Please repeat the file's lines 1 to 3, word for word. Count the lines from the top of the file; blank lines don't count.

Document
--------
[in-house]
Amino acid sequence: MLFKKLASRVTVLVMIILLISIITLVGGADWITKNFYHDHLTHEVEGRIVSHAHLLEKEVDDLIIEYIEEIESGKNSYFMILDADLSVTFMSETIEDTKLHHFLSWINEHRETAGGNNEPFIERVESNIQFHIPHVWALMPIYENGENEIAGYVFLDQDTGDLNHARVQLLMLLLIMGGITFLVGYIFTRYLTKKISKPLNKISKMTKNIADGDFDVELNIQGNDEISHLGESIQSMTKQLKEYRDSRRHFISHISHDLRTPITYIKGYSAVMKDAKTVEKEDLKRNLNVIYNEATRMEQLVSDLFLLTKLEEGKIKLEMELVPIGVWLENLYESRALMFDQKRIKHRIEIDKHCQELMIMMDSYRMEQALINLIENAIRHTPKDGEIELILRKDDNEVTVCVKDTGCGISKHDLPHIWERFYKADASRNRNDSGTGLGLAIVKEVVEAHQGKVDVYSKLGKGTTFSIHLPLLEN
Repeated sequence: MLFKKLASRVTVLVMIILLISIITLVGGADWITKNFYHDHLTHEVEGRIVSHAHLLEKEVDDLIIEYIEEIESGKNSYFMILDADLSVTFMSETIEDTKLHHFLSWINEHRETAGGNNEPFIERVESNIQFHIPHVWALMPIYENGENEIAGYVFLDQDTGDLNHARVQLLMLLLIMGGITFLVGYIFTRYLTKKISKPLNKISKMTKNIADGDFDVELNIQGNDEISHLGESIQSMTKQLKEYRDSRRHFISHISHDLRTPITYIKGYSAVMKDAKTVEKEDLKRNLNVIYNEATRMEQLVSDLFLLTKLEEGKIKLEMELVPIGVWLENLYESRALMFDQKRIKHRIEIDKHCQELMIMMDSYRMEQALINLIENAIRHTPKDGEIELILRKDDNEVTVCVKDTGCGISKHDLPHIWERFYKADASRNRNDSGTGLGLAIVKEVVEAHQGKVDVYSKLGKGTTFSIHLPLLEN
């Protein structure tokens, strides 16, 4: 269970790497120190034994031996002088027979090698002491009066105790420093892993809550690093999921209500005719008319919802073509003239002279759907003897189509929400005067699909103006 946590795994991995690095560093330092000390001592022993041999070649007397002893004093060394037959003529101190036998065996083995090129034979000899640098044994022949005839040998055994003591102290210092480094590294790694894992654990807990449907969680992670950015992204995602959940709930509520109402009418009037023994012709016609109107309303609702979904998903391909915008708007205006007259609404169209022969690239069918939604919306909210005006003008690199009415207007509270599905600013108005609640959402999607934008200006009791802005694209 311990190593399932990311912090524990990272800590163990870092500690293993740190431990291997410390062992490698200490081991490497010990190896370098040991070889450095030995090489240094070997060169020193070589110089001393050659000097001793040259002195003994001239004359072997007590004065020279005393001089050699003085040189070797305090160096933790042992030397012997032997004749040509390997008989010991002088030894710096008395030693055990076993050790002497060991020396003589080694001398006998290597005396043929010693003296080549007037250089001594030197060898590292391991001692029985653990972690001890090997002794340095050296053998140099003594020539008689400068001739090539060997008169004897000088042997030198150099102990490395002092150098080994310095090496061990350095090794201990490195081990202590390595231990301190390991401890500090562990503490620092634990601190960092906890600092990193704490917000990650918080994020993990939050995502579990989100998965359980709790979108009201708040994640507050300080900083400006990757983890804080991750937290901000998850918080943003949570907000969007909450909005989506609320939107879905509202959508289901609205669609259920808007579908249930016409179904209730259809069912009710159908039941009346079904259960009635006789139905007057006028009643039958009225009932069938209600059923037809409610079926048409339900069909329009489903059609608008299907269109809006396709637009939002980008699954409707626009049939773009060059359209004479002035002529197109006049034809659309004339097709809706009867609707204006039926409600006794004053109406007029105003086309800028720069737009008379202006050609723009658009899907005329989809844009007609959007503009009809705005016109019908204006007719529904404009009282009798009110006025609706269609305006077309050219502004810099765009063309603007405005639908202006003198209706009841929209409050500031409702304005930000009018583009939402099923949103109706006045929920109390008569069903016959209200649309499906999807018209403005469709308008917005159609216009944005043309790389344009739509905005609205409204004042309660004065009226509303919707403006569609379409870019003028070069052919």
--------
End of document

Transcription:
[in-house]
Amino acid sequence: MLFKKLASRVTVLVMIILLISIITLVGGADWITKNFYHDHLTHEVEGRIVSHAHLLEKEVDDLIIEYIEEIESGKNSYFMILDADLSVTFMSETIEDTKLHHFLSWINEHRETAGGNNEPFIERVESNIQFHIPHVWALMPIYENGENEIAGYVFLDQDTGDLNHARVQLLMLLLIMGGITFLVGYIFTRYLTKKISKPLNKISKMTKNIADGDFDVELNIQGNDEISHLGESIQSMTKQLKEYRDSRRHFISHISHDLRTPITYIKGYSAVMKDAKTVEKEDLKRNLNVIYNEATRMEQLVSDLFLLTKLEEGKIKLEMELVPIGVWLENLYESRALMFDQKRIKHRIEIDKHCQELMIMMDSYRMEQALINLIENAIRHTPKDGEIELILRKDDNEVTVCVKDTGCGISKHDLPHIWERFYKADASRNRNDSGTGLGLAIVKEVVEAHQGKVDVYSKLGKGTTFSIHLPLLEN
Repeated sequence: MLFKKLASRVTVLVMIILLISIITLVGGADWITKNFYHDHLTHEVEGRIVSHAHLLEKEVDDLIIEYIEEIESGKNSYFMILDADLSVTFMSETIEDTKLHHFLSWINEHRETAGGNNEPFIERVESNIQFHIPHVWALMPIYENGENEIAGYVFLDQDTGDLNHARVQLLMLLLIMGGITFLVGYIFTRYLTKKISKPLNKISKMTKNIADGDFDVELNIQGNDEISHLGESIQSMTKQLKEYRDSRRHFISHISHDLRTPITYIKGYSAVMKDAKTVEKEDLKRNLNVIYNEATRMEQLVSDLFLLTKLEEGKIKLEMELVPIGVWLENLYESRALMFDQKRIKHRIEIDKHCQELMIMMDSYRMEQALINLIENAIRHTPKDGEIELILRKDDNEVTVCVKDTGCGISKHDLPHIWERFYKADASRNRNDSGTGLGLAIVKEVVEAHQGKVDVYSKLGKGTTFSIHLPLLEN